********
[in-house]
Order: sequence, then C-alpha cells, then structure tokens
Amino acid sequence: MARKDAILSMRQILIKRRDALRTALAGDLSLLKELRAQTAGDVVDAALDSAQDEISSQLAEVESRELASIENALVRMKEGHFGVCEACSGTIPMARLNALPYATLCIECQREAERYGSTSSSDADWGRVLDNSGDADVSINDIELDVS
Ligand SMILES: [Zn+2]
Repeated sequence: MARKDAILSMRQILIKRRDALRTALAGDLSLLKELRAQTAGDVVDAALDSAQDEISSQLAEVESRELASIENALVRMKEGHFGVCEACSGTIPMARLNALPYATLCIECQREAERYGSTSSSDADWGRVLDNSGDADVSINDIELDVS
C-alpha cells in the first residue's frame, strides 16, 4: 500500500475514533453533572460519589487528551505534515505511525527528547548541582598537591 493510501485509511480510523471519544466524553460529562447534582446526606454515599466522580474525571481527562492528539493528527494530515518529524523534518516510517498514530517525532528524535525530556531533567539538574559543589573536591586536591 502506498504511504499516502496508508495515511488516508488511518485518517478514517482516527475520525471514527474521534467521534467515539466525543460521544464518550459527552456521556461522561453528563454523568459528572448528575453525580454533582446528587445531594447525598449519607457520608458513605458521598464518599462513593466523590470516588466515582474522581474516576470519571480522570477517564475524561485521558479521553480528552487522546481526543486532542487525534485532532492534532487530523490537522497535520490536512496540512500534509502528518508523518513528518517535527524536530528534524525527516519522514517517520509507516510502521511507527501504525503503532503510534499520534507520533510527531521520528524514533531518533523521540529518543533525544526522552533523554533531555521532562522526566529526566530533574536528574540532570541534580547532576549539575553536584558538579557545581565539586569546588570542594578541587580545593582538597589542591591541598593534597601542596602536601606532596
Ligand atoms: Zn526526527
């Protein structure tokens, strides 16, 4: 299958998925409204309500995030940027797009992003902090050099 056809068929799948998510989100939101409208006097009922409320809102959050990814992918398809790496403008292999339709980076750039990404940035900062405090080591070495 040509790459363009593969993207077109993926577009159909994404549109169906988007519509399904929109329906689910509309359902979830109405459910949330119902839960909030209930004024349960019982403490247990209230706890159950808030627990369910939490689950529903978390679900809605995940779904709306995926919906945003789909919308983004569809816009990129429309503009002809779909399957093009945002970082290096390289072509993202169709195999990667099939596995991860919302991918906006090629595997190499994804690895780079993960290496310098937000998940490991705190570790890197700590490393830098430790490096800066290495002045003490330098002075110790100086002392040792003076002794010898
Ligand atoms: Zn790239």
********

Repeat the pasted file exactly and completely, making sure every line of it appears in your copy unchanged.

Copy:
[in-house]
Order: sequence, then C-alpha cells, then structure tokens
Amino acid sequence: MARKDAILSMRQILIKRRDALRTALAGDLSLLKELRAQTAGDVVDAALDSAQDEISSQLAEVESRELASIENALVRMKEGHFGVCEACSGTIPMARLNALPYATLCIECQREAERYGSTSSSDADWGRVLDNSGDADVSINDIELDVS
Ligand SMILES: [Zn+2]
Repeated sequence: MARKDAILSMRQILIKRRDALRTALAGDLSLLKELRAQTAGDVVDAALDSAQDEISSQLAEVESRELASIENALVRMKEGHFGVCEACSGTIPMARLNALPYATLCIECQREAERYGSTSSSDADWGRVLDNSGDADVSINDIELDVS
C-alpha cells in the first residue's frame, strides 16, 4: 500500500475514533453533572460519589487528551505534515505511525527528547548541582598537591 493510501485509511480510523471519544466524553460529562447534582446526606454515599466522580474525571481527562492528539493528527494530515518529524523534518516510517498514530517525532528524535525530556531533567539538574559543589573536591586536591 502506498504511504499516502496508508495515511488516508488511518485518517478514517482516527475520525471514527474521534467521534467515539466525543460521544464518550459527552456521556461522561453528563454523568459528572448528575453525580454533582446528587445531594447525598449519607457520608458513605458521598464518599462513593466523590470516588466515582474522581474516576470519571480522570477517564475524561485521558479521553480528552487522546481526543486532542487525534485532532492534532487530523490537522497535520490536512496540512500534509502528518508523518513528518517535527524536530528534524525527516519522514517517520509507516510502521511507527501504525503503532503510534499520534507520533510527531521520528524514533531518533523521540529518543533525544526522552533523554533531555521532562522526566529526566530533574536528574540532570541534580547532576549539575553536584558538579557545581565539586569546588570542594578541587580545593582538597589542591591541598593534597601542596602536601606532596
Ligand atoms: Zn526526527
């Protein structure tokens, strides 16, 4: 299958998925409204309500995030940027797009992003902090050099 056809068929799948998510989100939101409208006097009922409320809102959050990814992918398809790496403008292999339709980076750039990404940035900062405090080591070495 040509790459363009593969993207077109993926577009159909994404549109169906988007519509399904929109329906689910509309359902979830109405459910949330119902839960909030209930004024349960019982403490247990209230706890159950808030627990369910939490689950529903978390679900809605995940779904709306995926919906945003789909919308983004569809816009990129429309503009002809779909399957093009945002970082290096390289072509993202169709195999990667099939596995991860919302991918906006090629595997190499994804690895780079993960290496310098937000998940490991705190570790890197700590490393830098430790490096800066290495002045003490330098002075110790100086002392040792003076002794010898
Ligand atoms: Zn790239």